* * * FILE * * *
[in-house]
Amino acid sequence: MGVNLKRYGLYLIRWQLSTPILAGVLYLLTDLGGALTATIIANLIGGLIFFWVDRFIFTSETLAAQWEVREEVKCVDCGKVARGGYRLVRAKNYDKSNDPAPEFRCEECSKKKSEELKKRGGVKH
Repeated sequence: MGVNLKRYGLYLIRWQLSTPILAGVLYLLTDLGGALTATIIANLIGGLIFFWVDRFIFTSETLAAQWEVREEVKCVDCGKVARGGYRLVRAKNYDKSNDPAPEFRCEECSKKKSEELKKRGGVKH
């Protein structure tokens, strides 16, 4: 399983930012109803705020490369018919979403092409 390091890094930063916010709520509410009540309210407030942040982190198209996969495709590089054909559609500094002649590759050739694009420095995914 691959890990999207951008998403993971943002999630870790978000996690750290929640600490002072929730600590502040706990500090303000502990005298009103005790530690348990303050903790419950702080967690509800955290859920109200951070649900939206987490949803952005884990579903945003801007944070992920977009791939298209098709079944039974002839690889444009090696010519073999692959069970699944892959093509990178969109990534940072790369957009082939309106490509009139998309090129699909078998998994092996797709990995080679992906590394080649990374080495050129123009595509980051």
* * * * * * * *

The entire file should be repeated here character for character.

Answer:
[in-house]
Amino acid sequence: MGVNLKRYGLYLIRWQLSTPILAGVLYLLTDLGGALTATIIANLIGGLIFFWVDRFIFTSETLAAQWEVREEVKCVDCGKVARGGYRLVRAKNYDKSNDPAPEFRCEECSKKKSEELKKRGGVKH
Repeated sequence: MGVNLKRYGLYLIRWQLSTPILAGVLYLLTDLGGALTATIIANLIGGLIFFWVDRFIFTSETLAAQWEVREEVKCVDCGKVARGGYRLVRAKNYDKSNDPAPEFRCEECSKKKSEELKKRGGVKH
């Protein structure tokens, strides 16, 4: 399983930012109803705020490369018919979403092409 390091890094930063916010709520509410009540309210407030942040982190198209996969495709590089054909559609500094002649590759050739694009420095995914 691959890990999207951008998403993971943002999630870790978000996690750290929640600490002072929730600590502040706990500090303000502990005298009103005790530690348990303050903790419950702080967690509800955290859920109200951070649900939206987490949803952005884990579903945003801007944070992920977009791939298209098709079944039974002839690889444009090696010519073999692959069970699944892959093509990178969109990534940072790369957009082939309106490509009139998309090129699909078998998994092996797709990995080679992906590394080649990374080495050129123009595509980051």